100 Days to Privacy Online: Day 15 – Taking a Stand

There are a lot of organizations fighting for your freedoms when it comes to digital rights. But the oldest and most effective is perhaps the Electronic Frontier Foundation (EFF).

From their site:

The Electronic Frontier Foundation is the leading nonprofit organization defending civil liberties in the digital world. Founded in 1990, EFF champions user privacy, free expression, and innovation through impact litigation, policy analysis, grassroots activism, and technology development. We work to ensure that rights and freedoms are enhanced and protected as our use of technology grows.

Even in the fledgling days of the Internet, EFF understood that protecting access to developing technology was central to advancing freedom for all. In the years that followed, EFF used our fiercely independent voice to clear the way for open source software, encryption, security research, file sharing tools, and a world of emerging technologies.

Today, EFF uses the unique expertise of leading technologists, activists, and attorneys in our efforts to defend free speech online, fight illegal surveillance, advocate for users and innovators, and support freedom-enhancing technologies.

Together, we forged a vast network of concerned members and partner organizations spanning the globe. EFF advises policymakers and educates the press and the public through comprehensive analysis, educational guides, activist workshops, and more. EFF empowers hundreds of thousands of individuals through our Action Center and has become a leading voice in online rights debates.

EFF is a donor-funded US 501(c)(3) nonprofit organization that depends on your support to continue fighting for users.

Learn More and Join/Donate Today!

Using Text Files to Keep Organized

I recently came across this old article on using various text files to stay organized. In the past I have tried many ToDo apps with little success. So I have been using a slightly modified version mentioned in the article with great success. One big help is some quick and dirty aliases I added to my .bashrc file which are all kept in a directory called “daily”. You can name them as you wish. My next move is to put them in my ownCloud sync directory.

The .bashrc aliases:

#Daily txt files I write to for various reasons
alias todo='vim ~/Documents/daily/todo'
alias onething='vim ~/Documents/daily/one-thing/today_$(date +%Y%m%d)'
alias journal='vim ~/Documents/daily/journal/journal_$(date +%Y%m%d)'
alias writedaily='vim ~/Documents/daily/write-every-day'
alias ideas='vim ~/Documents/daily/ideas'
alias done='vim ~/Documents/daily/done'
alias actionplan='vim ~/Documents/daily/action-plan'

100 Days to Privacy Online: Day 14 – I2P Network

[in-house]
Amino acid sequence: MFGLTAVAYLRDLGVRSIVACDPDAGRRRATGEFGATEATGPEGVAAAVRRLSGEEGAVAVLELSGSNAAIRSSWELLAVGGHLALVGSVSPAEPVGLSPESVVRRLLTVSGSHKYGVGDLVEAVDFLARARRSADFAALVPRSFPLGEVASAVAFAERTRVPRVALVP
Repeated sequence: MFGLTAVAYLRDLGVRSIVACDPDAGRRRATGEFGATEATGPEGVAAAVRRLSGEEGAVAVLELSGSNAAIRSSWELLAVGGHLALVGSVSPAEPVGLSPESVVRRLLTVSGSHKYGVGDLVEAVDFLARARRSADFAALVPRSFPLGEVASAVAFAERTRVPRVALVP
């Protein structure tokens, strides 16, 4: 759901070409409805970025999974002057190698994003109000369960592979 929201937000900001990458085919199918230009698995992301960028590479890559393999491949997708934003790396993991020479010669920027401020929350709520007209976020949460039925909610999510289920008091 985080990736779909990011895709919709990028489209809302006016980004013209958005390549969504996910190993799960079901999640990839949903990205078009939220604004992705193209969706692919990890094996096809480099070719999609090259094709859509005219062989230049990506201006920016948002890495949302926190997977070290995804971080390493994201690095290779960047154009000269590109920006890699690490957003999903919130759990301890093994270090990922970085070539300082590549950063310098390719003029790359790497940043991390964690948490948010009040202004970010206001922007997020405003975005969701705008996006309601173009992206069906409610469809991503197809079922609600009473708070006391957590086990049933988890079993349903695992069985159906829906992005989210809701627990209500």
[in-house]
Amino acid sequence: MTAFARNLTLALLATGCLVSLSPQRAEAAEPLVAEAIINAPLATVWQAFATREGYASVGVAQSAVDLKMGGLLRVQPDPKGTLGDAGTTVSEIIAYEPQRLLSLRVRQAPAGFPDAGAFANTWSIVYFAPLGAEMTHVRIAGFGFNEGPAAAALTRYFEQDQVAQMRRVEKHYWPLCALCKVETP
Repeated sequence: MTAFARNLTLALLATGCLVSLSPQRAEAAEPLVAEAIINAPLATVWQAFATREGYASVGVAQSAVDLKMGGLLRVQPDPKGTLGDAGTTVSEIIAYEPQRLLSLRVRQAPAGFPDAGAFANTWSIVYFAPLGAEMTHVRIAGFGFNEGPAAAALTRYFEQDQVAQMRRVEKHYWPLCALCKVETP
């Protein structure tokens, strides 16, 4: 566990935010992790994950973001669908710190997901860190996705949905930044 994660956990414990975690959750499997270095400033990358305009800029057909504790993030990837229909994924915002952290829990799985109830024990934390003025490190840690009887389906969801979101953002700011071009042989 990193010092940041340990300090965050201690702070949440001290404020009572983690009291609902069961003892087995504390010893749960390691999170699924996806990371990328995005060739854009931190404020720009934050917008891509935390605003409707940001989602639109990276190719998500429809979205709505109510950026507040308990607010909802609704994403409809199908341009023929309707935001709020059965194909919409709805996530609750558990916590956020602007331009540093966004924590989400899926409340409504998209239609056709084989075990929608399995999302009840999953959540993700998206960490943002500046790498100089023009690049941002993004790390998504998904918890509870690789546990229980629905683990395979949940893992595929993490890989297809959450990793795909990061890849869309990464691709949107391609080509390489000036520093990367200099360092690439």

We have previously covered Tor which is perhaps the most popular decentralized overlay anonymity network (DarkNet) in the world.

Today we’ll cover I2P, which is a decentralized overlay network much like Tor in many ways. But with more features built into it.

From I2P site:

 

  • I2P is an anonymous overlay network – a network within a network. It is intended to protect communication from dragnet surveillance and monitoring by third parties such as ISPs.

  • I2P is used by many people who care about their privacy: activists, oppressed people, journalists and whistleblowers, as well as the average person.

I2P offers features like blogging, forums, email, anonymous sites and more. It is a younger project than Tor but has many promising advances and features when compared. It is a great addition to your privacy arsenal.

Get I2P Now

 

100 Days to Privacy Online: Day 13 – Tails

Towards the beginning of this series we covered Tor. Today we are covering Tails (The Amnesic Incognito Live System), a live operating system that can be run from USB stick, DVD, or SD card. It runs Tor and can be used to maintain maximum privacy since it routes all traffic through Tor.

What you’ll need:

Once you have a USB stick download and install Tails.

After you have installed Tails you want to plug it into your computer and reboot. Be sure to go into your BIOS and make USB your first boot device. Or (if applicable) hit the key to select boot order at startup.

When you have booted into Tails you will have the option to set an Administrative password by clicking Yes. This will allow you to install additional software and make system changes. For most users needs this will not be needed.

If you wish to save files encrypted to the USB drive you will need to enable persistence.

Download and Install Tails

Get Help Setting Up Tails

 

100 Days to Privacy Online: Day 12 – Bitmessage

Most people who use email know it is not very secure. It’s been compared to mailing someone a postcard. Meaning anyone who gets a hold of it can read it. Yesterday we covered using Mailvelope to encrypt emails using PGP. Today we discuss Bitmessage.

From Bitmessage site:

Bitmessage is a P2P communications protocol used to send encrypted messages to another person or to many subscribers. It is decentralized and trustless, meaning that you need-not inherently trust any entities like root certificate authorities. It uses strong authentication which means that the sender of a message cannot be spoofed, and it aims to hide “non-content” data, like the sender and receiver of messages, from passive eavesdroppers like those running warrantless wiretapping programs.

You can use Bitmessage for direct contact or use it for the equivalent of an email list that they call “channels”.

Download Bitmessage

Help Installing Bitmessage